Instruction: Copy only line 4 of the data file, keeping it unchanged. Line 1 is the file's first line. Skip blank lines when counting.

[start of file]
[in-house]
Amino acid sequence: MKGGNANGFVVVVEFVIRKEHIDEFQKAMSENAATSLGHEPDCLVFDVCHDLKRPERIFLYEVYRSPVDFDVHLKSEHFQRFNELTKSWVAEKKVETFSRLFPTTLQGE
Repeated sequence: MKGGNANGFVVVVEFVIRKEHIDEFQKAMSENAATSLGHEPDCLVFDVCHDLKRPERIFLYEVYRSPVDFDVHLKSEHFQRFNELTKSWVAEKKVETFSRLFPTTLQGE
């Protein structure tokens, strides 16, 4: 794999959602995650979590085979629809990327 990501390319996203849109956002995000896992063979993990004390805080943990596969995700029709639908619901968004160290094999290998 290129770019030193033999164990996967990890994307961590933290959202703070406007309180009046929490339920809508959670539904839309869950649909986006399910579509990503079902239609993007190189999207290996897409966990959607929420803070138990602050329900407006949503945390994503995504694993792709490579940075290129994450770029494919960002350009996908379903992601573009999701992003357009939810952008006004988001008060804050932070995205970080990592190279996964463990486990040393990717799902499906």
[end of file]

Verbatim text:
């Protein structure tokens, strides 16, 4: 794999959602995650979590085979629809990327 990501390319996203849109956002995000896992063979993990004390805080943990596969995700029709639908619901968004160290094999290998 290129770019030193033999164990996967990890994307961590933290959202703070406007309180009046929490339920809508959670539904839309869950649909986006399910579509990503079902239609993007190189999207290996897409966990959607929420803070138990602050329900407006949503945390994503995504694993792709490579940075290129994450770029494919960002350009996908379903992601573009999701992003357009939810952008006004988001008060804050932070995205970080990592190279996964463990486990040393990717799902499906």